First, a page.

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As part of the I Am A Procurement Leader campaign, procurement practitioners have been invited to guest blog and look ahead to what they see as the path to becoming a leader of tomorrow’s function. In this post, Zahid Munir, IT Services & Architecture, Procurement Transformation, Saudi Telecom, talks achieving a sustainable transformation.
There is no one set of rules that guides how to transform procurement, but I believe there are five fundamental principles that can help you drive sustainable change. As a procurement leader you are uniquely positioned to influence the core of your organisation and with these principles you can make an impact which will resonate for years to come.
Do what you say and say what you do: Without integrity your influence as a leader is limited. But with integrity your drive can realise benefits beyond what can possibly be expected. By helping and advising people sincerely, you will impact them beyond just the workplace.
David Maister, a strategic management advisor, summed it up well when he said that your task as a leader is to help others to succeed, not to strive for your own success. If someone doesn’t trust your motives, nothing else will matter.
Build your people, and the rest will follow: People are the real asset of any organisation and are what differentiate a sustainable transformation from the majority of jargon-filled attempts. This principle is linked to the point above and should be a focus in terms of developing your people.
Enable and support your people from the first time you meet them. Show a concern for their well-being and personal development, and augment your teams with fresh talent. This way you will win them over and give them the skills they need to make the transformation, and your function, a success.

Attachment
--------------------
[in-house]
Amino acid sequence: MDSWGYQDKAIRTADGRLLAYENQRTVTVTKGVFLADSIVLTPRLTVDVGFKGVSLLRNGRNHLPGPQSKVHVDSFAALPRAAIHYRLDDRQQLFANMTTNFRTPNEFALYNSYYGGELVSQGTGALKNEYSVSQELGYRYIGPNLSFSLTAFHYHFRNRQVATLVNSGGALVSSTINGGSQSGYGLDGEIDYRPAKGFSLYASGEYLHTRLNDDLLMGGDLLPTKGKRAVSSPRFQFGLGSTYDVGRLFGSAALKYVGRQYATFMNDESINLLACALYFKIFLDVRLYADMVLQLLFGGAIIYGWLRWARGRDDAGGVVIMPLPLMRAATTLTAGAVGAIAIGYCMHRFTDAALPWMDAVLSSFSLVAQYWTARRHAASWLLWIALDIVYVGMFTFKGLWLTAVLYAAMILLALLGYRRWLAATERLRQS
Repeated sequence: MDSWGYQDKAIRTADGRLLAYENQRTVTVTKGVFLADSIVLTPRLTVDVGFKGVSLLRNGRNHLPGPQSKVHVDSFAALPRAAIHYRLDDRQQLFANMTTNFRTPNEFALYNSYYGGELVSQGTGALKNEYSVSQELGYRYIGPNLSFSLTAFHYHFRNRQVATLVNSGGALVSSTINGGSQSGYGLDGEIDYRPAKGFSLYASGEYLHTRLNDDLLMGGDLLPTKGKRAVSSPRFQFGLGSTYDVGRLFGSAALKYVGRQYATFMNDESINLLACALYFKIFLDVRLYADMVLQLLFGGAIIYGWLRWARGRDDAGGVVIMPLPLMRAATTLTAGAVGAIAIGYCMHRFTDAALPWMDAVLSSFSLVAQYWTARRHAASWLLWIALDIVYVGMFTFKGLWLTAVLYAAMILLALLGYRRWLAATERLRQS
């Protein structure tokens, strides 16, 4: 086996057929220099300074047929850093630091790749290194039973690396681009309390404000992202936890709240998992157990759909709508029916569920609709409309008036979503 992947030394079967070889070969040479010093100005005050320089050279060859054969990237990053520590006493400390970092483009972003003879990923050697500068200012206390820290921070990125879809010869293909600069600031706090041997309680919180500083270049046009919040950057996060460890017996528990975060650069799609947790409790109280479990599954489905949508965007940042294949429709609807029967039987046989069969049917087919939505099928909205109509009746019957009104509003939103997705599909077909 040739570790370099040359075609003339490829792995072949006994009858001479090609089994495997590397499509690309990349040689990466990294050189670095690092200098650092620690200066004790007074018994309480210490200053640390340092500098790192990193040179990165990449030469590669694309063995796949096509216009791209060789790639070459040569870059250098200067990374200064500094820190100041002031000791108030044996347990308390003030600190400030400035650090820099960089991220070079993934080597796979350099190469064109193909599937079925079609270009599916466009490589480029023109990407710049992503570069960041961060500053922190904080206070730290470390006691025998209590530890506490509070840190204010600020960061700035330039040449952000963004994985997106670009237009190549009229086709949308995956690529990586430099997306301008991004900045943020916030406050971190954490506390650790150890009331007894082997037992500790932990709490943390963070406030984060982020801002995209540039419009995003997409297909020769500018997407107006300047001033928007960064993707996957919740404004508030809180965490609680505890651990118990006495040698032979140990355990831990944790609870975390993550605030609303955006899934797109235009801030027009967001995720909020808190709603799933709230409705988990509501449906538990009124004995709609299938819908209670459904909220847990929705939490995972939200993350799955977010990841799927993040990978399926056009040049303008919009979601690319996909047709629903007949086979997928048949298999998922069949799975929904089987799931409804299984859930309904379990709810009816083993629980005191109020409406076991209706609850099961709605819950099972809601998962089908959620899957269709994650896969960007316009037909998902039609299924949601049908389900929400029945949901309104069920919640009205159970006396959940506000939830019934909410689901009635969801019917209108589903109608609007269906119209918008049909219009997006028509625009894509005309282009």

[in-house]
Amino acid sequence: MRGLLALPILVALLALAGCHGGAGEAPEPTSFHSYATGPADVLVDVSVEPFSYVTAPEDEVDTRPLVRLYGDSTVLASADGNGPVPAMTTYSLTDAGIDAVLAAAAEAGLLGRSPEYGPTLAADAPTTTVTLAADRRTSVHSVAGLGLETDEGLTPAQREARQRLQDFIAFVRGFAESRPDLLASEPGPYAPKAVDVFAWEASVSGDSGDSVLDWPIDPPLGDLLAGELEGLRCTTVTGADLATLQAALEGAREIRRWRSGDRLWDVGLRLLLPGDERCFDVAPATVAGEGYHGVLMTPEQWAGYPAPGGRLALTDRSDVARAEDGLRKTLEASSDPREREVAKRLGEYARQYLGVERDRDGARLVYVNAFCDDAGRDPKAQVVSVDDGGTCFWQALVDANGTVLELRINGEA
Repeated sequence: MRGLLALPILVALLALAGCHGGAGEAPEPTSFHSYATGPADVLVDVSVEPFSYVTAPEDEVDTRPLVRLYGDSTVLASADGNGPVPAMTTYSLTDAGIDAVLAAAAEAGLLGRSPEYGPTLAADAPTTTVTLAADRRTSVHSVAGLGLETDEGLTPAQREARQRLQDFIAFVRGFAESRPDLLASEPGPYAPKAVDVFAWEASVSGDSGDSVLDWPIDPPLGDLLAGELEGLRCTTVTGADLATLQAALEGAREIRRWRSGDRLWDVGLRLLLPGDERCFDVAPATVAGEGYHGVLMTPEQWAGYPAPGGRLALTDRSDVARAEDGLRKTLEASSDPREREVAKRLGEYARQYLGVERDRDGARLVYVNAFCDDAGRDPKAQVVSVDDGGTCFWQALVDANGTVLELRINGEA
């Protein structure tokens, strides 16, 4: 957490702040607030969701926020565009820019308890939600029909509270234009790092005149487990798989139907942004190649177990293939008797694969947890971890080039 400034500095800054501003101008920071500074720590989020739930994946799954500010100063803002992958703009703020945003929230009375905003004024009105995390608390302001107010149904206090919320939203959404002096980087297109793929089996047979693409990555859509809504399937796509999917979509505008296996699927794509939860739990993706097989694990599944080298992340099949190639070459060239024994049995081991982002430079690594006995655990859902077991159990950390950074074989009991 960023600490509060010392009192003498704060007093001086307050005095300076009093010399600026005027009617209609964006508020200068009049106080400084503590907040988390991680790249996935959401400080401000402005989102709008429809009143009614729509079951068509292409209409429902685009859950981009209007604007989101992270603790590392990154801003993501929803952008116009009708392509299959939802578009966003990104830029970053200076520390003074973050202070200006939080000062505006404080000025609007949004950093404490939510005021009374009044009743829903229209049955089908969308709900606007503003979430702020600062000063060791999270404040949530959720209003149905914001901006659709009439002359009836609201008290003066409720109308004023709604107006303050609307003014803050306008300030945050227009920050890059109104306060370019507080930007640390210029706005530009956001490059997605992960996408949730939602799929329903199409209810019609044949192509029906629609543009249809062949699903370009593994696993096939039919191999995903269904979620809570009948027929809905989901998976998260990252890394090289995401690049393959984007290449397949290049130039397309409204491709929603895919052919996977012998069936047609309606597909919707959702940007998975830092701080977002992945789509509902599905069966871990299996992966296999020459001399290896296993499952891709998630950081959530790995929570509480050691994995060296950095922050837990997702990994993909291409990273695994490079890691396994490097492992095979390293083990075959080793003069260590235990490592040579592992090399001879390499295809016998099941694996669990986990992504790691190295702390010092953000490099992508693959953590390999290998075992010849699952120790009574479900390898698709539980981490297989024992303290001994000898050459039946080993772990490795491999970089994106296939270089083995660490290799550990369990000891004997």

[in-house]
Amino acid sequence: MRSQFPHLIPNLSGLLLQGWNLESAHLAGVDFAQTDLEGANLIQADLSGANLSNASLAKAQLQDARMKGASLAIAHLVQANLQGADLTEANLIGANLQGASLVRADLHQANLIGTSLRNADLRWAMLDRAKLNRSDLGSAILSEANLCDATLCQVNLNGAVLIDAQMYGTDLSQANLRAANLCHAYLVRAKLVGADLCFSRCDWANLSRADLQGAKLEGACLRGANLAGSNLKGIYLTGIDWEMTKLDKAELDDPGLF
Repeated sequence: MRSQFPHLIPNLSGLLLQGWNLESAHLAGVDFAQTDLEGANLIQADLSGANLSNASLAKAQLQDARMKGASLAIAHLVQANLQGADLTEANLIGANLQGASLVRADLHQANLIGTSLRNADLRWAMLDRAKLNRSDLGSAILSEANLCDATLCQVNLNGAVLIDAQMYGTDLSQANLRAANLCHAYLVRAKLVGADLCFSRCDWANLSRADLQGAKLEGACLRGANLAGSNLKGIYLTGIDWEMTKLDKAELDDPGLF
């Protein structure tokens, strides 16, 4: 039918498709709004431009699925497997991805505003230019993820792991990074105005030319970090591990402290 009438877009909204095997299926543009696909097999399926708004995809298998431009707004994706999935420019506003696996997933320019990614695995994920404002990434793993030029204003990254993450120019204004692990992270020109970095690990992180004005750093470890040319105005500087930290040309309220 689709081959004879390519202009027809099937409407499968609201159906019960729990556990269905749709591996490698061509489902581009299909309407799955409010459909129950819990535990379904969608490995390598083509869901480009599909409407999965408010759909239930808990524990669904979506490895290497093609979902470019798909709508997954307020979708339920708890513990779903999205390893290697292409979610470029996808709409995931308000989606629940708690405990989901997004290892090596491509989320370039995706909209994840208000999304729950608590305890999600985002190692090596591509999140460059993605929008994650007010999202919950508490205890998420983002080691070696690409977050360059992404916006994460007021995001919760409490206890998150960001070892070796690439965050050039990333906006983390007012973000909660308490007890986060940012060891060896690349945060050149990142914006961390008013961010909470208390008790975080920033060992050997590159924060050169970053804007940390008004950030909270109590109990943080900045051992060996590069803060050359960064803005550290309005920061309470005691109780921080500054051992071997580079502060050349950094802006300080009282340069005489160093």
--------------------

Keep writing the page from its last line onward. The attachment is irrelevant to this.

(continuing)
Do the right things: Take a step back and ensure you are focused on the right things. Don’t just let things run - if it ain’t broke don’t fix it they say. Au contraire, if there’s value to be had, break and reconfigure it! The focus should be on value creation. For me financial savings are a consequence and not the objective.
Procurement is big on policies, procedures, contracts and audits so people are often nervous making changes in these areas. Yet this is an ideal environment where you as a leader must focus on doing the right things vs. doing things right. No matter how well you do things right, if they are not the right things it has no value to the organisation.
Eliminate waste: One of the key principles of the "Lean" movement is to remove things from the chain which have little value. Lean procurement is something that leaders need to promote. It focuses teams on value-creation activities and it accelerates impact.
Running ’bare-bones’ will make the procurement organisation agile, reduce complexity and target resources for full impact.
Focus on your customer: I love Amazon’s statement "Leaders start with the customer and work backwards". I’m referring to your internal customer - whether it’s IT, network or the consumer unit.
What does your customer care about? Become a trusted advisor to learn about the objectives of the organisation as a whole. Empathise with the customer and try to help eliminate areas of pain - even if the pain is not within the remit of procurement.
Knowing your suppliers falls under this principle for me. Focus on the value chain, and then use the supply chain to maximise impact and deliver results for your customer and the organisation.
The majority of transformation programmes fail, and even the ones that appear to be successful are skin deep and not sustainable - remove the leader and the whole programme goes belly up!
I believe these five principles will help to transform your procurement organisation and allow you to sustain it in the long run. It’s not about ticking boxes and marketing, rather it is a way to instil a sustained culture change and taking everyone with you.
To register to become a guest blogger for the I am a Procurement Leader campaign or to find out more about the initiative, click here.
This contributed article has been written by a guest writer at the invitation of Procurement Leaders. Procurement Leaders received no payment directly connected with the publishing of this content.